Pre-Sermon Review – A Strange Idea?

I don’t know of many churches that require it, but I do see many that should consider it. Too often we leave the preacher in a very lonely spot as far as preaching is concerned.  The sermon is prepared and delivered, and then everyone gets to think and evaluate and critique and respond and so on.  But it is too late if something is omitted that is vital, or included that is misleading, or misspoken that is heretical.

I know of one church that requires whichever staff member is preaching to present their sermon outline and content at a breakfast meeting a couple of days before delivery.  It allows for interaction, input, critique, and all that before it does any damage, or misses an opportunity, with the gathered folks on the Sunday.

If your church has a “staff” that are paid to work together during the week, this should be a no-brainer.  But for the many more churches where the workers work elsewhere during the week, the decision to bring a few together ahead of the Sunday is a big decision.  But if we believe in the importance of preaching the Word, then surely it is a decision worth considering seriously.

Preaching is about relationship.  It is about communication.  God’s Word to humanity presented by a human in the power of the Spirit that collectively and individually we might have the opportunity to respond to Him, both for salvation and for spiritual growth.  Preaching involves relationship between speaker and listeners (a good speaker knows it is not mere monologue, irrespective of whether they choose to have verbal participation from the listeners).  Preaching is relational, but we so easily make preaching a solo exercise.  Doesn’t really make sense.

Facebook in Sermon Preparation

James Wood made the following comment on the post Extent of Application:

I think he brings up a good point. I’ve tried to combat this by forming the sermon through conversation with the community. The beauty is, technology can aid this! I will post questions from the text to my facebook page as I’m studying. The responses help me to direct my study and hone my examples to reflect the needs of the community.

I have not tried this, but am intrigued.  While not a huge fan of facebook, it may be an easy way to access “feed-forward” input in the preparation of a sermon.  The point of “feed-forward” input is to be able to hone a message in advance of it being preached by gaining input from an individual or group during the preparation process.  (Obviously it is kind of like feedback, but in anticipation.)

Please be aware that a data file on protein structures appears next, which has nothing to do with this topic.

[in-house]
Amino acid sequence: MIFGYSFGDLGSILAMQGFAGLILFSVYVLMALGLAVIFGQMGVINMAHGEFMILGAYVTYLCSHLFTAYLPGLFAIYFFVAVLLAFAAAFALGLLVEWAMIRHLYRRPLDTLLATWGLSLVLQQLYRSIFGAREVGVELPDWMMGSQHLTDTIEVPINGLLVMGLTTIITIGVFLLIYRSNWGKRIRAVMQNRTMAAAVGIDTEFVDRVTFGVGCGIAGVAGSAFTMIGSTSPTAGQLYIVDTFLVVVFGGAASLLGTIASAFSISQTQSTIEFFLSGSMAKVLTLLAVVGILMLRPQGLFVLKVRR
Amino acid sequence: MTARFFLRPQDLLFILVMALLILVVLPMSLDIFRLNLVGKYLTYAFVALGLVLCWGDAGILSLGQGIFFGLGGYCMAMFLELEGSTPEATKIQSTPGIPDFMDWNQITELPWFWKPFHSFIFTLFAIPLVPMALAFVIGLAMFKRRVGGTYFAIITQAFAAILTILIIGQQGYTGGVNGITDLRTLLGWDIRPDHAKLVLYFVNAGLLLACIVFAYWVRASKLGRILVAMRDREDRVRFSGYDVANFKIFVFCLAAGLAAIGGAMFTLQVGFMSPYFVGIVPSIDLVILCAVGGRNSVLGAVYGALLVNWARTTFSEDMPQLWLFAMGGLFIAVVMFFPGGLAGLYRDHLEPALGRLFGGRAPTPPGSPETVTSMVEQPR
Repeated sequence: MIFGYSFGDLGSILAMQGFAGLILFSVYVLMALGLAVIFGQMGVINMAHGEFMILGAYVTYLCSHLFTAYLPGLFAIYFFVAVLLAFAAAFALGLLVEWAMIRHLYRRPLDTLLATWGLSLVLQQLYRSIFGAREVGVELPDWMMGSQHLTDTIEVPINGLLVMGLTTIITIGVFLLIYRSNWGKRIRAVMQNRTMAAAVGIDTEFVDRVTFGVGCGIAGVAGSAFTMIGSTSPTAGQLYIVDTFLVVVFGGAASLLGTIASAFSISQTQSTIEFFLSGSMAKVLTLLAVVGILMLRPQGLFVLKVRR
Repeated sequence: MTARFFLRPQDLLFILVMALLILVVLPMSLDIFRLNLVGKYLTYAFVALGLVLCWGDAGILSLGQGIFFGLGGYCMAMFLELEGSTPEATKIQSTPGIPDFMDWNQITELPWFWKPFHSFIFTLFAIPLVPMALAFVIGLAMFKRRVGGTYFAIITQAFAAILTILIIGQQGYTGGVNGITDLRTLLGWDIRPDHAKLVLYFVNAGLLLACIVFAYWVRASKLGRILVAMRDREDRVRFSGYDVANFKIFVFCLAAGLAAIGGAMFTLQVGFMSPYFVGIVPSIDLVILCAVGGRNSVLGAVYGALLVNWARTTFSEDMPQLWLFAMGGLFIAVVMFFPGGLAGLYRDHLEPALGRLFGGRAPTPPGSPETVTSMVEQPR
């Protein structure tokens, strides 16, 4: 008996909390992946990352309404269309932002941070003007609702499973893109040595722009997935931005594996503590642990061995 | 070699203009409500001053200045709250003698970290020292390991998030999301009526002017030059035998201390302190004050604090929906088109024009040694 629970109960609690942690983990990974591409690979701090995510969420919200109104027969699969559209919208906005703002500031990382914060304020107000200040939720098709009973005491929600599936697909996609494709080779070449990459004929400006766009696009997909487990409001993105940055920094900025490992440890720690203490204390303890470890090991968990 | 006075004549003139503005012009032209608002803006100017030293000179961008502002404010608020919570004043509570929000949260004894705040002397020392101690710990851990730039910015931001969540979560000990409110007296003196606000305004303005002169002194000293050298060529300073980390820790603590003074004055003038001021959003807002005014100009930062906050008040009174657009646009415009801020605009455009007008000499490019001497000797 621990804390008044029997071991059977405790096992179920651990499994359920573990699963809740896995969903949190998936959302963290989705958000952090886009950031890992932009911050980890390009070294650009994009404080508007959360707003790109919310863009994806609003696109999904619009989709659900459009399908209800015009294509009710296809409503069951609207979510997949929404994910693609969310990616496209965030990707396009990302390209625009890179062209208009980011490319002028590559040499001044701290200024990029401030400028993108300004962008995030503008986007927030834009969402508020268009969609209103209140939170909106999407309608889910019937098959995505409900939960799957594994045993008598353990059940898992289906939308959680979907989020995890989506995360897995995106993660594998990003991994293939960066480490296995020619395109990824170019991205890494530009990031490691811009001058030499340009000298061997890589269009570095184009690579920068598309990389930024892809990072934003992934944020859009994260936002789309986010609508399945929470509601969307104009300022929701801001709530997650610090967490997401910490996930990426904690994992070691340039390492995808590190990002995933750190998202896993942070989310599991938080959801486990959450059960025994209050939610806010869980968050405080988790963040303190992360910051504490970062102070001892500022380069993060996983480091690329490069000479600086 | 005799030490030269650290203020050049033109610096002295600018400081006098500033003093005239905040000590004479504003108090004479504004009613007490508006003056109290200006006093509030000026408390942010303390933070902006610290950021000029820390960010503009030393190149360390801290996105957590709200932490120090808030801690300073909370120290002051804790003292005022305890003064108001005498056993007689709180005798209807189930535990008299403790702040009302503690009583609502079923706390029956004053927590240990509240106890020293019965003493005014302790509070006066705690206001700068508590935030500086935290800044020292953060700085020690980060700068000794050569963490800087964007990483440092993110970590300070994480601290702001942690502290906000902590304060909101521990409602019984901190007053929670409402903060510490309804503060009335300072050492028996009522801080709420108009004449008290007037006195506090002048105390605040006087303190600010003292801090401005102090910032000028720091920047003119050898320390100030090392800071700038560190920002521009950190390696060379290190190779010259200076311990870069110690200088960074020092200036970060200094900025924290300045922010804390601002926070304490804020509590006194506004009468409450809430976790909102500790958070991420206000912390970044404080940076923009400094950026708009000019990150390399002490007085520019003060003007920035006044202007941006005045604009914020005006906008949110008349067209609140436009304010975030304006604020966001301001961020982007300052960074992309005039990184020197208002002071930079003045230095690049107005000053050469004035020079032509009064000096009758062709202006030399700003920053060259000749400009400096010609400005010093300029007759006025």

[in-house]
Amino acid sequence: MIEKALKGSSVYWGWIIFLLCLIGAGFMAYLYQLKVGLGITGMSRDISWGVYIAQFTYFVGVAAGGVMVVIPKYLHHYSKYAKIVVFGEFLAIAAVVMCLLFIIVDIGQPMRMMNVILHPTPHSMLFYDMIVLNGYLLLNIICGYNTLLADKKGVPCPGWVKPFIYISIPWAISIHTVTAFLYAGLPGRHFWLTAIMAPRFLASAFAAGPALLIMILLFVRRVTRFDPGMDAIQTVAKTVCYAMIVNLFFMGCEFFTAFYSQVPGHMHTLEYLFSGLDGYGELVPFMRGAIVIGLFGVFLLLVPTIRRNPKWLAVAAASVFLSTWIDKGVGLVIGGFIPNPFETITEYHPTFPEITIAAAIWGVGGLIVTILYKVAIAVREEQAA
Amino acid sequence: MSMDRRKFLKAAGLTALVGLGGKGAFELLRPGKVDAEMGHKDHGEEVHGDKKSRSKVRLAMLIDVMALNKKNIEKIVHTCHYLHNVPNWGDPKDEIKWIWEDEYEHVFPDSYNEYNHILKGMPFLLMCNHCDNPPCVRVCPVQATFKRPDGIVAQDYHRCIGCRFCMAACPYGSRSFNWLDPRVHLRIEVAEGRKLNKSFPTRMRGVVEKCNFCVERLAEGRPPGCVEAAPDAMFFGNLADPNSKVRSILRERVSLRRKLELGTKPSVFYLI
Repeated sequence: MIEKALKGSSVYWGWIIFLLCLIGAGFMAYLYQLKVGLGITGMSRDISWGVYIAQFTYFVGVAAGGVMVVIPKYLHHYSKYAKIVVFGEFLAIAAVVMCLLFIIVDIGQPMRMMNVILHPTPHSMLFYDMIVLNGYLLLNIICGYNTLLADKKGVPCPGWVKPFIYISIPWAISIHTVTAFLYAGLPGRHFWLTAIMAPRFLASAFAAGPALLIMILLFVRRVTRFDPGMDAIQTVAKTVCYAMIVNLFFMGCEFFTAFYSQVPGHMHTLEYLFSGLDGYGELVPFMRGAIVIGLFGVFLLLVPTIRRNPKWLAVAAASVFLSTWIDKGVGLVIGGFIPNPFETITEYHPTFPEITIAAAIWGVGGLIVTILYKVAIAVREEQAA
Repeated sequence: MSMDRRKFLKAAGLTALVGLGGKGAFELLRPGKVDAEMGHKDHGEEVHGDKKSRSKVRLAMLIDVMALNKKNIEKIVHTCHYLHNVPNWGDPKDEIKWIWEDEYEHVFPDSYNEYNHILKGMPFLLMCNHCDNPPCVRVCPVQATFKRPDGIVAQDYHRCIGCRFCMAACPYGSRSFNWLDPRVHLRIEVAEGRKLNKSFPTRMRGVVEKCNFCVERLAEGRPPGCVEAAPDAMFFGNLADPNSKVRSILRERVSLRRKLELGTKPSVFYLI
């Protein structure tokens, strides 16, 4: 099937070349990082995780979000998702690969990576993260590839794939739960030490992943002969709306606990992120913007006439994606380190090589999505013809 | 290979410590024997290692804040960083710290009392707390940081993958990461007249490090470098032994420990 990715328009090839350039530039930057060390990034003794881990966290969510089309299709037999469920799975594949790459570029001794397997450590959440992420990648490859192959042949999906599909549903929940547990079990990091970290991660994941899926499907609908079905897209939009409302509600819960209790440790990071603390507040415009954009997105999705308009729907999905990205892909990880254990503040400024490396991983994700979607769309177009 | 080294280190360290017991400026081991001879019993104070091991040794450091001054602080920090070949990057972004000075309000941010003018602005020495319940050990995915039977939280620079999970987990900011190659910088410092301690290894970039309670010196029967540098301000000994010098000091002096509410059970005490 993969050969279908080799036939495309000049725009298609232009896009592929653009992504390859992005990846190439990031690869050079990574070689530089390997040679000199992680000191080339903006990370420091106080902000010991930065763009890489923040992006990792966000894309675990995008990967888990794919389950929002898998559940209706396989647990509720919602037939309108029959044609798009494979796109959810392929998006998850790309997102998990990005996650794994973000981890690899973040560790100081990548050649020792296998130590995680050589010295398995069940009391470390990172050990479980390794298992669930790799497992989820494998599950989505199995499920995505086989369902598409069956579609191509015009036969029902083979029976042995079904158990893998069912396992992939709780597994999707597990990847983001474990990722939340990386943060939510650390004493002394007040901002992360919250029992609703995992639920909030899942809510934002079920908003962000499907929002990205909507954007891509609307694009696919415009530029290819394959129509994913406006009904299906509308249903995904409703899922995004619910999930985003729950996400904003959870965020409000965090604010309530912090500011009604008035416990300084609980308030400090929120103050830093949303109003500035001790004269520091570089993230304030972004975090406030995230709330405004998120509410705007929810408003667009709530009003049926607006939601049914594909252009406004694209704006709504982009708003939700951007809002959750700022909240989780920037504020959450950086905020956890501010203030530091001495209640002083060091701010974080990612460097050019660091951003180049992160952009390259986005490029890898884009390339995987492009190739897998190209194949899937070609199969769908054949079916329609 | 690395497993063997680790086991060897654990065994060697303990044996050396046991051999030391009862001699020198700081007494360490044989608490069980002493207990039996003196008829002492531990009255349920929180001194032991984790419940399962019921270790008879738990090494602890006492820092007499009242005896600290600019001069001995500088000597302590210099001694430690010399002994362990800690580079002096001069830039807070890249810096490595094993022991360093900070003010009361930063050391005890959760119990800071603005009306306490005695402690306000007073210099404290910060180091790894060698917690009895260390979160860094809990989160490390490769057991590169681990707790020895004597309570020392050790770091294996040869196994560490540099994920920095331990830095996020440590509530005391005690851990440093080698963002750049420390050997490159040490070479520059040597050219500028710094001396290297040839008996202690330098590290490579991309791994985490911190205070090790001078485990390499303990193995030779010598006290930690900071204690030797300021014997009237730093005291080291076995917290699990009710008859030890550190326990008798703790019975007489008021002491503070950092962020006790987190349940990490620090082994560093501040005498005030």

Has anyone else tried using Facebook or Twitter or even good old fashioned email for input prior to preaching?  There is something about face to face interaction, but let’s be honest and recognize that something is better than nothing and unless we have a system in place, we are often choosing nothing over something in these matters.  At the same time, perhaps people feel less pressure in an electronic social setting and are therefore more willing to engage honestly?

Any thoughts or experience on this, please share!

Lone Ranger Preacher?

Apart from all the spiritual dangers inherent in journeying alone in ministry, there are implications for preaching too.  As preachers most of us naturally fall into a lone ranger approach to sermon preparation.  The time constraints in ministry, the tendencies of personal temperament (many preachers are introverts, it seems), and often the background of training and observed behavior all push us into a solo approach to sermon preparation.  While some things must be done on our own in prayerful solitude with the Lord, we should proactively engage with others too.  Alternative perspectives strengthen preaching on every level.

While it is still technically a solo exercise, take stock of your reading.  Do you read things from different perspectives, or always the same old familiar authors?  It is easy to become comfortable in reading and lose the glorious benefit of being stretched, challenged, provoked, and perhaps even incensed!

Take stock of your preparation process.  Do you actively engage with others as you prepare sermons?  I’m not saying any of us can do all of these every week, but here are some ideas.  Obviously your spouse, if you have one – the perspective of the opposite gender can really help.  Other preacher or preachers?  Perhaps in your church (perhaps ones you are mentoring or being mentored by), or perhaps in another church – time spent talking through two messages together will probably benefit both of you more than spending that half hour on your own message alone!  A feed-forward group?  That is a group of people brought together to specifically share input for forthcoming preaching – could be content, could be support material, could be giving you insight into how differently people think on an issue, etc.

Being a preacher may be a solitary calling in some ways, perhaps lonely at times, certainly a regular overt entry into spiritual warfare, but is that all?  Let us not forget that God has brought us into communion with His people as well as Him.  Let us not forget that we need others just as others need others.  And let’s remember that what is true of us in life and ministry is also true in preaching – let’s not be lone ranger preachers.  Let us rather strengthen ourselves and our preaching by exposure to greater perspective.